Press-Republican

FYI...

October 14, 2012

Survey: Consumers trust Internet more than pharmacists

Consumers are more likely to turn to the Internet for prescription drug information than their pharmacists, according to a survey commission by RxAlly, a network of community pharmacies.

When asked who they trusted to guide and inform their healthcare decisions, 22 percent of U.S. adults named the Internet. Only 20 percent named pharmacists.

The top answer -- not surprisingly -- was “my doctor” at 72 percent, followed by "family and friends" at 36 percent.

Under-utilized

However disappointing for the pharmacists, RxAlly points out the survey also revealed that 76 percent of adults agree that pharmacists are equally as qualified to answer questions about prescription medications as doctors. However, only 25 percent have regular conversations about their health with a pharmacist and only 39 percent report that they often rely on a pharmacist for medical advice.

Bruce Roberts, CEO of RxAlly, says consumers should never hesitate to question or consult with a pharmacist. These conversations, he says, can head off potential problems like medication adherence.

"There is a significant discrepancy between patient-reported versus proven adherence rates, which underscores the need to leverage pharmacists' specialized training to better educate patients about their medications and how to more correctly take them," Roberts said. "Ongoing personalized pharmacist care involving regular conversations with a pharmacist is proven to increase adherence rates, improve patient health and reduce costs -- a triple win for patients, pharmacists and the entire U.S. healthcare industry."

Awareness not the issue

It's not that consumers aren't aware that pharmacists can answer their questions. The survey found that 63 percent were aware of pharmacists' specialized training but also shows this expertise is under-utilized. Only 15 percent of U.S. adults have ever discussed a medication maintenance regimen with a pharmacist and only 49 percent have discussed any new medication with a pharmacist.

Also no surprise, says RxAlly, the survey shows a large number of consumers don't always take their medication as prescribed. In fact, several seminal studies have shown that of the approximately 187 million Americans who take one or more prescription drugs, up to one-half do not take their medications as prescribed.

Low rates of medication adherence can lead to disease complications, increased hospitalization, drug resistance and even death.

Story provided by ConsumerAffairs.

1
Text Only | Photo Reprints
FYI...
  • Why it's basically impossible to delete those naked selfies you text

    If you're selling an old Android smartphone on an online auction site, you could be giving away rather more than you intend to, according to a recent investigation by anti-malware company Avast.

    July 21, 2014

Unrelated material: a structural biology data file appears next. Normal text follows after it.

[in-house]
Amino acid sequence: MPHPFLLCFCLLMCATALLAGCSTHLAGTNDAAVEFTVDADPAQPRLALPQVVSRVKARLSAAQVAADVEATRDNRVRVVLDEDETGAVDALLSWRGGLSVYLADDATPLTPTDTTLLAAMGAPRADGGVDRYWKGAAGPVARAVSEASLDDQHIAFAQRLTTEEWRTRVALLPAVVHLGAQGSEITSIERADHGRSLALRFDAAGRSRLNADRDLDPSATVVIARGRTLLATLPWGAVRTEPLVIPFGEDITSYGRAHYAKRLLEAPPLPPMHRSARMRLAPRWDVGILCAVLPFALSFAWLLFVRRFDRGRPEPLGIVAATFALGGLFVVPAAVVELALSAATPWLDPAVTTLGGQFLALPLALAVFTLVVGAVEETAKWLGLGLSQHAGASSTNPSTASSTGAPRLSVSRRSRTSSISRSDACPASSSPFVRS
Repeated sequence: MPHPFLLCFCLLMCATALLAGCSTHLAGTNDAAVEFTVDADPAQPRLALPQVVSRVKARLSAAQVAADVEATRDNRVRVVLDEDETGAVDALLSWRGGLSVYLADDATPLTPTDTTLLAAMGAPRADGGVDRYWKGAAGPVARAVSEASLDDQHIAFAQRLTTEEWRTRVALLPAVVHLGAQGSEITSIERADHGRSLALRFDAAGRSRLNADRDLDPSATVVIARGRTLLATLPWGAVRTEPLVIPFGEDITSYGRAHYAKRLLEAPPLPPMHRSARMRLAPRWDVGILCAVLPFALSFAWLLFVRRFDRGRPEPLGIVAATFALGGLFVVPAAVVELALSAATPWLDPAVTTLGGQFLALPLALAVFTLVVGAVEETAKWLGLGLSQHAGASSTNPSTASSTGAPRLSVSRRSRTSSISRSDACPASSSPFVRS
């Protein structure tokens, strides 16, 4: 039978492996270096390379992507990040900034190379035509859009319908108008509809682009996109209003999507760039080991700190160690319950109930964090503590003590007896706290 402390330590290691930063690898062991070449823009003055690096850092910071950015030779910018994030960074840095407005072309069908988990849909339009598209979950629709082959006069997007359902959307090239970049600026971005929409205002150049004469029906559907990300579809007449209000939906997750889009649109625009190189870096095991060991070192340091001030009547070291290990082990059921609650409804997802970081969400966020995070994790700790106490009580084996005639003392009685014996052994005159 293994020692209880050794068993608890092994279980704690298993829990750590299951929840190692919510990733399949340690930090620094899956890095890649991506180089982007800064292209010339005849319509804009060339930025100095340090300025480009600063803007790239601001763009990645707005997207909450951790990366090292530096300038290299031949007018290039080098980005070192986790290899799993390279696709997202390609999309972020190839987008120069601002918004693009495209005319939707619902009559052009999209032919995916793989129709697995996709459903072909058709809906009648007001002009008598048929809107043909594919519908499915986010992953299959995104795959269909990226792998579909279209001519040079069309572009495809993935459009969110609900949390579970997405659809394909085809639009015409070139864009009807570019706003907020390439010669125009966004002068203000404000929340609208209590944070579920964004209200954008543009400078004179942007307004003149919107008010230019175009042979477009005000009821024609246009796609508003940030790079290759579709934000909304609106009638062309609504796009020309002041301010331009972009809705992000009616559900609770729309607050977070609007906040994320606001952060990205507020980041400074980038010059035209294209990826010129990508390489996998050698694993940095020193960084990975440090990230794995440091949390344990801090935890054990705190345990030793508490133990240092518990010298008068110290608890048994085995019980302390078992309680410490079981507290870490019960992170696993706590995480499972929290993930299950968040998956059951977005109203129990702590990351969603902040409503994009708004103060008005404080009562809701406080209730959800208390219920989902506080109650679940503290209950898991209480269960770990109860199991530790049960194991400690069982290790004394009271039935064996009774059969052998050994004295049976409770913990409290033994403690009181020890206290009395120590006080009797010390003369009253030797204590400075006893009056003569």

• Why does the Vatican need a bank?

    The Vatican Bank's history reads more like Dan Brown than the financial pages, but its worst -- and weirdest -- days may be behind it.

    July 18, 2014

  • Almost half of the world actually prefers instant coffee

    Americans' taste in coffee might be getting more high-end _with a growing fixation on perfectly roasted beans, pricier caffeinated concoctions, and artisan coffee brewers - but it turns out a surprisingly big part of the world is going in the opposite direction: toward instant coffee.

    July 17, 2014

  • ent_taylorswift.jpg There's less good music now — here's why

    Taylor Swift, the seven-time Grammy winner, is known for her articulate lyrics, so there was nothing surprising about her writing a long column for The Wall Street Journal about the future of the music industry. Yet there's reason to doubt the optimism of what she had to say.

    July 14, 2014 1 Photo

  • Can plants hear? Study finds that vibrations prompt some to boost their defenses

    They have no specialized structure to perceive sound as we do, but a new study has found that plants can discern the sound of predators through tiny vibrations of their leaves - and beef up their defenses in response.

    July 12, 2014

  • wheat1.jpg Backlash has begun against gluten-free dieters

    The swelling ranks of Americans adopting gluten-free diets have given rise to another hot trend: people calling the whole thing a bunch of baloney.

    July 11, 2014 1 Photo

  • 140516-recalls_1357_88cb85dbc81b724b4ae9c83db4426fd8.jpg Auto recalls break single-year US record with six months to go

    With six months left in 2014, automakers have already recalled more vehicles in the United States than in any other year on record.

    July 10, 2014 1 Photo

  • The science of shyness

    Shy people have quite a bit to contend with - not least the word itself. It has a number of different meanings, none of which are flattering. To "shy away" from something implies avoidance; to "shy" can also mean to move suddenly in fright; to "be shy of" something can mean to come up short, or be insufficient.

    July 8, 2014

  • Wanna write a pop song? Here's a foolproof equation

    Pop songs (generally) stay in one key, are in 4/4 time, last between three and five minutes, are organized into chunks of four or eight bars, have a repeating chorus played two to four times, include the title sung at least three times, and feature short melodic fragments that repeat a lot to help everyone to remember them.

    July 7, 2014

  • Americans falling out of love with shopping malls

    Abandoned malls are hot: The Dead Malls Enthusiasts Facebook group boasts almost 14,000 members; a Google search of "dead malls" produces 5.7 million results; and the desolate interiors of these unused retailing meccas keep making cameos in thrillers and horror films.

    July 6, 2014